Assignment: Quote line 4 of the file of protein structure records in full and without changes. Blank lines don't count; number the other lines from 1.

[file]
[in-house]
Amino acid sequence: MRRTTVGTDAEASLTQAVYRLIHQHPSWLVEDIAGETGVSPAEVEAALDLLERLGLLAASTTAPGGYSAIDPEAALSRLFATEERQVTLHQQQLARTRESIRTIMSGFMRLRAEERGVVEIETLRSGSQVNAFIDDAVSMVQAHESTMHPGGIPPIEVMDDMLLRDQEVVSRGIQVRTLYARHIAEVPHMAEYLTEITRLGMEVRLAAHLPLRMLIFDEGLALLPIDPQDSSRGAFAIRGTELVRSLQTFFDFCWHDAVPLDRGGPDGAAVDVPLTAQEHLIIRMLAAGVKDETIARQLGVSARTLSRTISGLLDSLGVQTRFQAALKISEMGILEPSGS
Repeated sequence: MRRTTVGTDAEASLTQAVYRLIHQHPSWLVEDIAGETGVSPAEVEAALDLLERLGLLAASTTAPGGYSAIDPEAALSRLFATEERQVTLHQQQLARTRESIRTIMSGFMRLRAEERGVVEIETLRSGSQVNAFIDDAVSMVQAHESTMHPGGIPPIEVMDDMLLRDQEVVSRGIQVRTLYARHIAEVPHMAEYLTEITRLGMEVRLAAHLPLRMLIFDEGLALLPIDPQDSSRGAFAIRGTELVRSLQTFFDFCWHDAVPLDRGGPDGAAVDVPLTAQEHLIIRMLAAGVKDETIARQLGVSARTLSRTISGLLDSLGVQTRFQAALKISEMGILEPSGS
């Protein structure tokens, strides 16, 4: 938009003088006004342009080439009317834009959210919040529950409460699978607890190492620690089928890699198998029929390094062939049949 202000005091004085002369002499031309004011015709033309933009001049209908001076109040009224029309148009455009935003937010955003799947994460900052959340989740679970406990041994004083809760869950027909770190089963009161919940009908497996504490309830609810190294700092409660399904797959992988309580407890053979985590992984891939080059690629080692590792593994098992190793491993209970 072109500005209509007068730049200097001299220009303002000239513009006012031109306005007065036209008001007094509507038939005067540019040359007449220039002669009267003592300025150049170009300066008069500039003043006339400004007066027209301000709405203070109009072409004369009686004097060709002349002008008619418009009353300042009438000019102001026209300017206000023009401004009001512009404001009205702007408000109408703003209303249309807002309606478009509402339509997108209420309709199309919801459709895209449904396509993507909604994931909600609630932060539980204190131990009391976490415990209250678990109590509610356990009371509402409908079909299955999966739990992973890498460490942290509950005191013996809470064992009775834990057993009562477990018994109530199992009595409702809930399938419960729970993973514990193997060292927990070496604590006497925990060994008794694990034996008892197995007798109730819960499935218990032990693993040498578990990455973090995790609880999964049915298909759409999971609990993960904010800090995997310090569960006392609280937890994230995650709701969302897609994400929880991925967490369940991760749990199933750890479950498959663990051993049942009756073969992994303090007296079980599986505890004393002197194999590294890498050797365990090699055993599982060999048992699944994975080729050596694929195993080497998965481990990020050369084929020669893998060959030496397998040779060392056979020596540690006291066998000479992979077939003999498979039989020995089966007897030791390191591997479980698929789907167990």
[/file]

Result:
């Protein structure tokens, strides 16, 4: 938009003088006004342009080439009317834009959210919040529950409460699978607890190492620690089928890699198998029929390094062939049949 202000005091004085002369002499031309004011015709033309933009001049209908001076109040009224029309148009455009935003937010955003799947994460900052959340989740679970406990041994004083809760869950027909770190089963009161919940009908497996504490309830609810190294700092409660399904797959992988309580407890053979985590992984891939080059690629080692590792593994098992190793491993209970 072109500005209509007068730049200097001299220009303002000239513009006012031109306005007065036209008001007094509507038939005067540019040359007449220039002669009267003592300025150049170009300066008069500039003043006339400004007066027209301000709405203070109009072409004369009686004097060709002349002008008619418009009353300042009438000019102001026209300017206000023009401004009001512009404001009205702007408000109408703003209303249309807002309606478009509402339509997108209420309709199309919801459709895209449904396509993507909604994931909600609630932060539980204190131990009391976490415990209250678990109590509610356990009371509402409908079909299955999966739990992973890498460490942290509950005191013996809470064992009775834990057993009562477990018994109530199992009595409702809930399938419960729970993973514990193997060292927990070496604590006497925990060994008794694990034996008892197995007798109730819960499935218990032990693993040498578990990455973090995790609880999964049915298909759409999971609990993960904010800090995997310090569960006392609280937890994230995650709701969302897609994400929880991925967490369940991760749990199933750890479950498959663990051993049942009756073969992994303090007296079980599986505890004393002197194999590294890498050797365990090699055993599982060999048992699944994975080729050596694929195993080497998965481990990020050369084929020669893998060959030496397998040779060392056979020596540690006291066998000479992979077939003999498979039989020995089966007897030791390191591997479980698929789907167990």